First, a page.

Food distributed on Tallaganda 40 properties; community groups heeded the call

To combat this severe lack of food, Wildcare has been putting out food lots on volunteered properties in heavily affected areas. “In Tallaganda alone we had food lots on 40 properties with up to ten stations on particular properties but now we are down to just eight properties,” said Hogarth.

Generous donations by NGOs and private sources gave Wildcare the funding that they needed to supply food, blankets and medical care to the animals. The World Wildlife Fund donated $100,000 to Wildcare and Hogarth said they saw a massive increase in donations by community groups and private donors.

“There was a singing group in Canberra that held a concert and they gave us the money from that, then other groups such Queanbeyan council gave us $5,000 and the International Federation for Animal Welfare gave us a further $6,000,” said Hogarth.

Wildcare also saw donations of resources such as blankets, rags and linen. Hogarth said that nurses, vets and paramedics donating medical equipment that proved vital during the fires. The Southern Cross 4WD Club, again proved very useful with vehicles that could get Wildcare into difficult off-road locations. Wildcare also asked landowners to put out water and feed for birds.

Wildcare estimated volunteers saved over 700 mammals from starvation as well as additional reptiles and birds.

Koala rescue at Two Thumbs

Two Thumbs Wildlife Trust koala sanctuary east of Captains Flat lost up to 200 koalas, said sanctuary owner James Fitzgerald. Fitzgerald also estimates over 1,000 more koalas were killed in the greater capital region.

koala-burned-feet-bushfires-2019-2020Many of the koalas that were rescued and brought into care at Two Thumbs had to be treated for major burns they had received after walking around once the fires had passed. Fitzgerald and his team have found close to 50 koalas since the fires. However, ten of those had to be euthanised due to serious burns.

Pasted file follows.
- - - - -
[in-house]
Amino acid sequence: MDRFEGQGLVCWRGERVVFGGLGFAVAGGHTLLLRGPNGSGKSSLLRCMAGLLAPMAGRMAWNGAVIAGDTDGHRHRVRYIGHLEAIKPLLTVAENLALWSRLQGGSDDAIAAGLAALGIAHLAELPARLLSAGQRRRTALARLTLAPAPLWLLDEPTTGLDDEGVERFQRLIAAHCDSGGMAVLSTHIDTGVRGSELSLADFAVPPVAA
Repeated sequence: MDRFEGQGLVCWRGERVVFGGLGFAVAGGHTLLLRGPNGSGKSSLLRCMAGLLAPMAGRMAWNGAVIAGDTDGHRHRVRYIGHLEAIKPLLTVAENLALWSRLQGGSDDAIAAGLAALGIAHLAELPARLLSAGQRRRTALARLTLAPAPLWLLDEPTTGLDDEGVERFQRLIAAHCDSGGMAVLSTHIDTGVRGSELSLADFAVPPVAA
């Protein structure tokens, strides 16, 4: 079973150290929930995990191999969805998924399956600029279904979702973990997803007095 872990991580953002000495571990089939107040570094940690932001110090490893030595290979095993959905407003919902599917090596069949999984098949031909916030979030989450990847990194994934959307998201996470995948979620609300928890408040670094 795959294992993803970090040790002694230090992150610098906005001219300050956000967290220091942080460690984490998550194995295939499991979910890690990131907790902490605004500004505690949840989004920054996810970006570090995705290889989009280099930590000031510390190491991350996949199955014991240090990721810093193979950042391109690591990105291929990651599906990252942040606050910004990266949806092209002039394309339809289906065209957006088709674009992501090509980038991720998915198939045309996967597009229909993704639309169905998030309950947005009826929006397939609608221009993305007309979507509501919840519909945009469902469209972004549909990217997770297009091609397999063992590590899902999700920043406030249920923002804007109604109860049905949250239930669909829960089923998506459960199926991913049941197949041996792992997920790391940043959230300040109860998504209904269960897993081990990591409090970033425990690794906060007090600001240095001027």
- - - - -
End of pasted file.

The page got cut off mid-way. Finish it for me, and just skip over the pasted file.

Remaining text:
“When we first started finding the koalas during the fires most of the time you’d find them with serious burns on the hands and feet because they have been walking around on the burning ground. We also saw a lot of koalas with unkempt fur because they stop grooming themselves when they are injured or sick,” said Fitzgerald.

He said that koalas have no chance of escaping the fires and the ones that survive just happen to be holding onto a tree that doesn’t get burned down. The care that Two Thumbs has been providing is predominantly around treating burn wounds and inspecting koala eating habits. “When koalas are badly injured or stressed they won’t eat, so we study their droppings and see if they producing enough pellets.”

Fitzgerald’s colleague Dr Karen Ford had been caring for severely burned koalas at ANU (Australian National University) where she in some cases had to treat their wounds multiple times a day. They were gradually moved back to Two Thumbs.

Years to rebuild populations, but joeys seen